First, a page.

Finally, the appropriations package creates jobs by rebuilding our crumbling infrastructure, grows opportunity through homeownership and rental assistance, and promotes safe transportation and public housing by providing $84.1 billion for the Departments of Transportation and Housing and Urban Development and related agencies. This spending package includes:
- $1.2 billion for National Infrastructure Investments (RAISE/TIGER/BUILD), an increase of $200 million from 2021, including $20 million for Transportation Planning Grants to assist areas of persistent poverty, $10 million above 2021. An additional $100 million is included for a new grant program to spur Thriving Communities nationwide.
- $61.9 billion for the Federal Highway Administration for formula programs funded from the Highway Trust Fund that improve the safety and long-term viability of our nation’s highway systems.
- Advances the safety and reliability of our passenger and freight rail systems by providing $4.1 billion for the Federal Railroad Administration, an increase of $1.3 billion above 2021. This includes:
- $2.7 billion for Amtrak, $700 million above 2021, including $1.2 billion for Northeast Corridor Grants and $1.5 billion for National Network Grants.
- $1.3 billion for the Maritime Administration, $84 million above 2021, including $318 million for the Maritime Security Program, $60 million to establish the Tanker Security Fleet program, $300 million for the Port Infrastructure Development Program, an increase of $70 million above 2021, and $320.6 million for schoolship construction and related shore-side infrastructure, which fully funds the fifth and final schoolship.
- Eviction Database Implementation including $1 million for planning and stakeholder engagement to begin implementing a national database.
- $29.2 billion for Tenant-based Rental Assistance to continue to serve more than 2.3 million very low- and extremely low-income households nationwide. This level of funding also includes $1 billion to expand housing assistance to more than 125,000 low-income families, including individuals and families experiencing or at risk of homelessness, including survivors of domestic violence and veterans.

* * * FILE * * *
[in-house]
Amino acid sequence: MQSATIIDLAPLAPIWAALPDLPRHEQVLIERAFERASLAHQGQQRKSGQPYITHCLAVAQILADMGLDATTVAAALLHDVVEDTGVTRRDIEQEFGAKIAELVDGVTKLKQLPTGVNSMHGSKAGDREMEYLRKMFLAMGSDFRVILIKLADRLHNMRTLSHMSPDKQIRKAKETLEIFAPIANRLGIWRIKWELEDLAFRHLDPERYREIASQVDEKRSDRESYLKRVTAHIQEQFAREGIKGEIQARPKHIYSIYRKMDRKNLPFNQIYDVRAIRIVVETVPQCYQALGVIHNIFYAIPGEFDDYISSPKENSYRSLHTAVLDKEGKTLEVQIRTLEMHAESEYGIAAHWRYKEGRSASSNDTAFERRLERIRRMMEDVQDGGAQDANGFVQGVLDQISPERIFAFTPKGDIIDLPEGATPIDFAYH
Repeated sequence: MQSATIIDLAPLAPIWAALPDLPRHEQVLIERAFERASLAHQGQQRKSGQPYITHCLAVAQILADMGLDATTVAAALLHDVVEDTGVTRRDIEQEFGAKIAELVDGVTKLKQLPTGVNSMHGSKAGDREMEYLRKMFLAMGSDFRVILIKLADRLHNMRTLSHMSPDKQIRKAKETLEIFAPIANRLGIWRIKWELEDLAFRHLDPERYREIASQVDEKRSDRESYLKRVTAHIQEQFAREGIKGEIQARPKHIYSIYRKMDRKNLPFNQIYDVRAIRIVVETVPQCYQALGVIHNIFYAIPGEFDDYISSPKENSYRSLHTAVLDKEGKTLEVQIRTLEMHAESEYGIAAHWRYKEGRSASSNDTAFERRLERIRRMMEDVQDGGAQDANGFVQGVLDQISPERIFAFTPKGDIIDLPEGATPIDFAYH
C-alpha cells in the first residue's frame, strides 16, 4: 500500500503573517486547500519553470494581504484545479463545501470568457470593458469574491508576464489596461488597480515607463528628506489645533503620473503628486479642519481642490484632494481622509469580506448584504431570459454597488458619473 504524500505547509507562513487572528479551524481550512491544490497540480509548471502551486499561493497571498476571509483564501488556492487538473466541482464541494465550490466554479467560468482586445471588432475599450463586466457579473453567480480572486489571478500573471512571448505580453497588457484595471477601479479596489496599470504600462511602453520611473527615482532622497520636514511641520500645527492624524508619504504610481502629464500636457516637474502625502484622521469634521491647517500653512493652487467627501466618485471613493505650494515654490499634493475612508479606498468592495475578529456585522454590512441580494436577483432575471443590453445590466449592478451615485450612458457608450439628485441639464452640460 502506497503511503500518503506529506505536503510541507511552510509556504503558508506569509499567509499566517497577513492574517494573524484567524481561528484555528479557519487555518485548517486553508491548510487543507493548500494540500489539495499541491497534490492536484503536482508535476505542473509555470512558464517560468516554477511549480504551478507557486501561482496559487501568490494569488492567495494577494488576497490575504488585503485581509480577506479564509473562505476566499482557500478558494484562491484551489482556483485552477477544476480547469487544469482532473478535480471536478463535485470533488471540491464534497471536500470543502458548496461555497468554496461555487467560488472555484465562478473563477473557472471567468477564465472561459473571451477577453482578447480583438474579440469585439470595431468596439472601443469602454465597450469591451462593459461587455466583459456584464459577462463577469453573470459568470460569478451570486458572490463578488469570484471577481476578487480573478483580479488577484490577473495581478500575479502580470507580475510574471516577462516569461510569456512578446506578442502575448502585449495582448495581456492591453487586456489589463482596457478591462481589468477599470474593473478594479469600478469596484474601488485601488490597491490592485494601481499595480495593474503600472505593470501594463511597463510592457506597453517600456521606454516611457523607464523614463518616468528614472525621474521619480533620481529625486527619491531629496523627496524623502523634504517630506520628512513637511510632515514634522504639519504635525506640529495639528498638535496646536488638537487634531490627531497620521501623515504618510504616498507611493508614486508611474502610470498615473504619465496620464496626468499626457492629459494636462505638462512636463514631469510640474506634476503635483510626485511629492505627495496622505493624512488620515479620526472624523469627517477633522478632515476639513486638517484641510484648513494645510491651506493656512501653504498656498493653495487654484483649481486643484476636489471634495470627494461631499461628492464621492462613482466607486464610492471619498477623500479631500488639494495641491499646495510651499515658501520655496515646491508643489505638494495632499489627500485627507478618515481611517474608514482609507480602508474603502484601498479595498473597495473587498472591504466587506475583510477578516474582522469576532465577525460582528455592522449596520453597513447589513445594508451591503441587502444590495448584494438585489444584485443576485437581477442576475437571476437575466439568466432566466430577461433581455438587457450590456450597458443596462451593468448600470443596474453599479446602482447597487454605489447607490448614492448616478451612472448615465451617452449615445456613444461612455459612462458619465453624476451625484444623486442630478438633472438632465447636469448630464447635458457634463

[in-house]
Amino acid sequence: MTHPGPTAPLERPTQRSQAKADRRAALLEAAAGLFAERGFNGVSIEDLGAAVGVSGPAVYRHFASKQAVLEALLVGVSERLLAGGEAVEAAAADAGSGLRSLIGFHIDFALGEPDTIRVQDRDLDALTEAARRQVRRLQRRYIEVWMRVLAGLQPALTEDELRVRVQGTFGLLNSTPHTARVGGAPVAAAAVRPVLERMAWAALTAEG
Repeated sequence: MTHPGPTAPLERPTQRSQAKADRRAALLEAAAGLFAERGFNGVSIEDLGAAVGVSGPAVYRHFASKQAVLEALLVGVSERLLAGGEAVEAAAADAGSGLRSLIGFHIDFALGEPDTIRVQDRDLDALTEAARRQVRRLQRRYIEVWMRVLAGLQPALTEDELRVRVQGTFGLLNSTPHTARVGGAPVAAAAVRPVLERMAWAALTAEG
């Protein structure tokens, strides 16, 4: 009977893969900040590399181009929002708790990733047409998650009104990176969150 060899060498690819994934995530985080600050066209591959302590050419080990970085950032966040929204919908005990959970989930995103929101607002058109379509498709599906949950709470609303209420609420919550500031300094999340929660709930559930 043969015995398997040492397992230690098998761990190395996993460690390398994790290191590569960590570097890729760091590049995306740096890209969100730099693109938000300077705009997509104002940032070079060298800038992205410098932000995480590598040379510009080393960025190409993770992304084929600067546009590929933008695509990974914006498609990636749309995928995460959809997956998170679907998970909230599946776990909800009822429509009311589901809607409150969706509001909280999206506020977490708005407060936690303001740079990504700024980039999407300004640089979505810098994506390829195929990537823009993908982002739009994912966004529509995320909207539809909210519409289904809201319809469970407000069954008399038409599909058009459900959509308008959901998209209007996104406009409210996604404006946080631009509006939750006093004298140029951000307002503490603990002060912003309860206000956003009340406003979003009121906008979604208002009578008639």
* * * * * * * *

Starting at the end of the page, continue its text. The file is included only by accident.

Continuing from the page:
- $8.64 billion for Public Housing, $834 million above 2021, including $3.4 billion to meet the full annual capital accrual need to improve the quality and safety of public housing for more than 14,000 Connecticut residents.
- Increased investments to revitalize low-income housing and distressed communities by doubling the Choice Neighborhoods Initiative to $400 million, an increase of $200 million above 2021.
- $10.6 billion for Community Planning and Development, an increase of $2.3 billion above 2021, including $3.7 billion for Community Development Block Grants, an increase of $265 million above 2021. This also includes $1.85 billion for the HOME Investment Partnerships Program which has helped preserve approximately 1.33 million affordable homes nationwide, nearly 2,000 in Connecticut, an increase of $500 million above 2021, and includes $50 million for a new down payment assistance program to help first-time, first-generation home buyers purchase a home.
- More than 18,000 new housing options nationwide for people at risk of or experiencing homelessness while also continuing assistance to over 750,000 people experiencing homelessness and more than 350,000 individuals in emergency shelters, including $3.4 billion for Homeless Assistance Grants, an increase of $420 million above 2021.
- $14 billion for Project-based Rental Assistance to continue to house more than 1.2 million very low- and low-income households nationwide, an increase of $545 million above 2021. An additional $1 billion is provided for Housing for the Elderly to build new affordable housing units and support Connecticut’s 94 properties for low-income seniors and $352 million for Housing for Persons with Disabilities to construct new affordable housing units and support Connecticut’s 22 properties for persons with disabilities.
- Increased enforcement in fair housing by providing $85 million for Fair Housing and Equal Opportunity, an increase of $12 million above the fiscal year 2021 and equal to the President’s budget request.
- $460 million for the Office of Lead Hazard Control and Healthy Homes, an increase of $100 million above 2021, including $60 million to conduct lead inspections in Section 8 voucher units to improve the health and condition of housing where nearly 229,000 children reside nationwide.
- The bill provides $416.2 million for the related agencies in the bill, including $185 million for NeighborWorks to support unique solutions to expand affordable housing options, increase housing counseling assistance, and strengthen economic development.